Pakistan is an active member of several international and regional consortia, including the U.N., the Organization of Islamic Conference, and the South Asian Association for Regional Cooperation. In addition, Pakistan works continually to maintain and improve its bilateral relationships with its neighbors and donor countries. Pakistan receives about U.S.$2 billion per year from bilateral donors and international financial institutions. Much of this assistance comes in the form of loans, debt restructuring, and direct investment. Pakistan has an external debt of $28.6 billion and regularly has both a budget and a trade deficit. The government has been actively pursuing increased direct investment in order to lessen its dependence on foreign loans and grants. Assistance that comes in the form of grants often goes toward infrastructure improvements and finance reform, with little for programs that will directly affect women. Several donor countries and multilateral institutions have "women in development" programs or policies, but few such programs are being administered in Pakistan. Those that exist do not directly address violence against women or the inadequate response of the government.
The United States
Following the Soviet invasion of Afghanistan, the U.S. rewarded Pakistan's support of the Afghan resistance and its hosting of Afghan refugees with renewed aid. During the 1980s, the U.S. provided more than $7 billion in military and economic assistance. All military and new economic assistance was halted in October 1990 under a U.S. law that forbids non-emergency aid to countries that possess nuclear devices.35 Since then, Pakistan has continued to receive some emergency assistance from the U.S., primarily for its Afghan refugee population, and the two countries have worked together to prevent drug trafficking and weapons proliferation in the region.
In March 1995 First Lady Hillary Clinton included Pakistan in her tour of Asia, signaling improving relations between the U.S. and Pakistan. In a November 1997 trip to South Asia, Secretary of State Madeleine Albright announced therenewal of economic aid to Pakistan.36 Among the new programs announced by Albright were $10 million from the Agency for International Development (AID) for family planning, education, literacy, and nutrition; $10 million in food aid under the Food for Peace program; and a new Overseas Private Investment Corporation agreement to facilitate U.S. investment in Pakistan. None squarely addressed issues of violence against women or reform of the criminal justice system.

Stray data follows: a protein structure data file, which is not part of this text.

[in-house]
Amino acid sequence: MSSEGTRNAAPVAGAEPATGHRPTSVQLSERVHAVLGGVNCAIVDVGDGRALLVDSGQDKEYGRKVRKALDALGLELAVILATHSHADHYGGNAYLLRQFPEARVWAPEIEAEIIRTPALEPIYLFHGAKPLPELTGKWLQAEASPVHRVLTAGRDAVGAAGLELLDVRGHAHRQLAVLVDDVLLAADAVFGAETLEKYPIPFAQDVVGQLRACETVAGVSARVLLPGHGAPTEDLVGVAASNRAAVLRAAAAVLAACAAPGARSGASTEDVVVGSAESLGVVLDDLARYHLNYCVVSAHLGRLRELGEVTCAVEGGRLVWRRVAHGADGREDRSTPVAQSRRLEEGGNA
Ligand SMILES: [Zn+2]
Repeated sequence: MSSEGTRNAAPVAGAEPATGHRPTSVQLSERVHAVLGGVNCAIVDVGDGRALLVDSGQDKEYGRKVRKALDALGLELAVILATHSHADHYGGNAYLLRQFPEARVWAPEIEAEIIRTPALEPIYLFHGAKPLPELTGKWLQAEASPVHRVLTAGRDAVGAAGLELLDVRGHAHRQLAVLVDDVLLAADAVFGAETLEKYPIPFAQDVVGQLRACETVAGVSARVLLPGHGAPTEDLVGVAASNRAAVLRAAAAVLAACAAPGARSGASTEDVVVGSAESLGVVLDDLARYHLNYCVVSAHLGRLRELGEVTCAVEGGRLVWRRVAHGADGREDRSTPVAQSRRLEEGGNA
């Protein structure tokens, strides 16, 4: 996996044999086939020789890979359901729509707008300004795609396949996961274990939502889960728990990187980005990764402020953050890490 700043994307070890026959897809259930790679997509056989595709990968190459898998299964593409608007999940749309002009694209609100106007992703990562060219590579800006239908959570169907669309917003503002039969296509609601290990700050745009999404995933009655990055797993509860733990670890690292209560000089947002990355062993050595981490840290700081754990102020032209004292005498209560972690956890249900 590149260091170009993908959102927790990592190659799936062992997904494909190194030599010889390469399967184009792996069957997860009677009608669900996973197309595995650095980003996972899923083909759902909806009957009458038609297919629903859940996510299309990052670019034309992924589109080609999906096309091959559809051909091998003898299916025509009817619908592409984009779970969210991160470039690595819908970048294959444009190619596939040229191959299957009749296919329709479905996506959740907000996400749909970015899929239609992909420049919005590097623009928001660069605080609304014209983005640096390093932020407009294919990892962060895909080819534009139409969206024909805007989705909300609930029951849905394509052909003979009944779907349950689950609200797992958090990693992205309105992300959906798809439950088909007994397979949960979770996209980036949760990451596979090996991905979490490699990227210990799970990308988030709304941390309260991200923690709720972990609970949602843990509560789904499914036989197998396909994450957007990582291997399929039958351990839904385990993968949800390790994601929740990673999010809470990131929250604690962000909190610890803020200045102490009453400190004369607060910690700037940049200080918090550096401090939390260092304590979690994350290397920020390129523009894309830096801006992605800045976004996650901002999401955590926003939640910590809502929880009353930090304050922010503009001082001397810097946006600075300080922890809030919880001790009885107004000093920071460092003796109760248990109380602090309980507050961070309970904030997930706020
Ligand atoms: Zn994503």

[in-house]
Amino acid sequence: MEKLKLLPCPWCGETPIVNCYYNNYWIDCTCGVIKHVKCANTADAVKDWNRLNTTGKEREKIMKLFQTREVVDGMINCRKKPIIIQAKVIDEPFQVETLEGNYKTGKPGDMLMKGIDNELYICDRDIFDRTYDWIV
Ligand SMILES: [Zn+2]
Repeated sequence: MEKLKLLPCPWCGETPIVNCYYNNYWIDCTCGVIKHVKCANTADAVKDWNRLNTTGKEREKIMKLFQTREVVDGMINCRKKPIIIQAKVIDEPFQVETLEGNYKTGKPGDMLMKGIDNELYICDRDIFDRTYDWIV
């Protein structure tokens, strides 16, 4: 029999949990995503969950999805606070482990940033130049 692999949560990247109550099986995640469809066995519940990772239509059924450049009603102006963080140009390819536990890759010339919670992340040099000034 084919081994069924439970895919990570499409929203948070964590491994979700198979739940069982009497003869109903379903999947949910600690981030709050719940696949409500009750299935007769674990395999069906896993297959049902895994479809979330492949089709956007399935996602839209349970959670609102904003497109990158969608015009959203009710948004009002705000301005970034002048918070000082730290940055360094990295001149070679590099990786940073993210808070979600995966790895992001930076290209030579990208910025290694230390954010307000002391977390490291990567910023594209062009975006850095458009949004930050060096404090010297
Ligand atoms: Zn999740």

However, when Pakistan tested several nuclear devices in May 1998, all non-emergency assistance to Pakistan was again automatically stopped except for a congressional exception allowing Pakistan to buy American wheat.
Other Bilateral Assistance
The largest bilateral donor to Pakistan is Japan, which annually provides more than $250 million and is also Pakistan's second-largest trade partner. Other major donor countries include the United Kingdom, France, Germany, Canada, and the Netherlands. Most of these countries have women in development policies or programs, many of which are translated into funding for girls' education, family planning programs, and maternal health initiatives. Little official development assistance goes toward reforming the criminal justice system or making the medicolegal procedure more accessible to all crime victims, including women.
The European Union
The European Community (E.C.) has become the world's fifth-largest aid donor, with more than 90 percent of its assistance in the form of grants. Pakistan has been one of the largest recipients of European Community aid in Asia. Currently, the European Community, through its European Investment Bank, is financing the construction of a hydropower complex and backing family planning programs in Pakistan. Although it has repeatedly stated its commitment to promoting women's status and its recognition of women in sustainable development, the E.C. does not have an explicit women in development program in Pakistan, and none of its current assistance is addressing violence against women or reform of the criminal justice system.
International Financial Institutions
In addition to direct bilateral assistance, Pakistan annually receives several million dollars from international and regional financial institutions such as theWorld Bank, the International Monetary Fund, the Islamic Development Bank, and the Asian Development Bank.
In fiscal year 1997, the World Bank administered forty-two projects in Pakistan totaling more than $4.4 billion.37 The bank's numerous goals in Pakistan include supporting fiscal adjustment, expanding access to improved social services, reforming the banking system, developing infrastructure, and improving governance. As a general matter, the World Bank has included in its operational policies and procedures a consideration of the "gender dimension of development." Specifically, the bank's gender policy is intended "to reduce gender disparities and enhance women's participation in the economic development of their countries by integrating gender considerations in its country assistance program."38 Included in the strategies to implement this policy is a bank pledge to assist countries in "review[ing] and modify[ing] legal and regulatory frameworks to improve women's access to assets and services, and take institutional measures to ensure that legal changes are implemented in actual practice, with due regard to cultural sensitivity."39 Built into the policy are review mechanisms to evaluate the bank's success in integrating gender into its operations.